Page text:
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Coron Artery Dis. 2010 Mar;21(2):104-12. doi: 10.1097/MCA.0b013e328335a05d.

Diastolic stress echocardiography detects coronary artery disease in patients with asymptomatic type II diabetes.

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Second Department of Cardiology, Athens University Medical School, Attikon University Hospital, 12462 Athens, Greece.



Diabetes mellitus is considered as an equivalent of coronary artery disease (CAD). Aim of the study was to investigate whether in asymptomatic patients with type II diabetes, diastolic stress echocardiography may represent an alternative tool for the detection of CAD.


The study population consisted of 105 patients with diabetes mellitus (age 61+/-9 years, 26% female, duration of diabetes 37+/-14 months). We performed an exercise stress test, followed by an echo-study and a single-positron emission tomography. Coronary angiography was performed within 1 month.


Coronary angiography revealed a coronary artery stenosis of at least 70% in 72 patients (69%, CAD group), while the remaining formed the non-CAD group. Exercise induced an increase of both E/E' lateral and septal ratios as well as their average in the CAD group and on the contrary a decrease of these ratios in the non-CAD group. Receiver operating curve analysis for discrimination between patients with and without obstructive CAD showed an optimal cut-off value of -0.0708 for the exercise-induced change of E/E' average (area under curve 0.892, P<0.001). Sensitivities of scintigraphy and of diastolic stress echocardiography for detection of CAD were 75.0 and 93.1%, respectively; specificity was 78.8% for both methods. In asymptomatic patients, sensitivities of scintigraphy and diastolic stress echocardiography were 76.9 and 92.3%; specificity of both was 80%.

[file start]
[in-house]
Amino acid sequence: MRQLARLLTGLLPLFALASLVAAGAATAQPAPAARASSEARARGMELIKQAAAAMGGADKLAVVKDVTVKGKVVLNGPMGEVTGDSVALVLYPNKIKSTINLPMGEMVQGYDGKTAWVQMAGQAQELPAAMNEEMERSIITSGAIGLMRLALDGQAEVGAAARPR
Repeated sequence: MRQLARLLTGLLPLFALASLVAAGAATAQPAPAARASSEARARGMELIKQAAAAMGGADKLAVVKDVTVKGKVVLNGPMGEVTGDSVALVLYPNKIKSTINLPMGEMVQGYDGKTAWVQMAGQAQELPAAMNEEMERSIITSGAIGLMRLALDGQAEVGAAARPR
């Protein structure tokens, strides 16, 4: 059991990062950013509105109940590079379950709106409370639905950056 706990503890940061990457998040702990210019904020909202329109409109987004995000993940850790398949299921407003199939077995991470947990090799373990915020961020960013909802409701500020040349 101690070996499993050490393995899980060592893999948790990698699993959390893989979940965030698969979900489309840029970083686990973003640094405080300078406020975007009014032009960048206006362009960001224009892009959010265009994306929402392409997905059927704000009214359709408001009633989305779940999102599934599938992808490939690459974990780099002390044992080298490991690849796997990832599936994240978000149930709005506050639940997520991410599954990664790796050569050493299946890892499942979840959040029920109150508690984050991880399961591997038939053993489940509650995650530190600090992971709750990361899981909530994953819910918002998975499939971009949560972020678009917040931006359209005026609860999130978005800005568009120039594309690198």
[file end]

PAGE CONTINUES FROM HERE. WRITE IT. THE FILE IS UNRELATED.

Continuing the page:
In patients with type II diabetes, diastolic stress echocardiography, by means of E/E' ratio exercise-induced changes, can be used for the diagnosis and severity of CAD and for the detection of occult myocardial ischemia.

[Indexed for MEDLINE]

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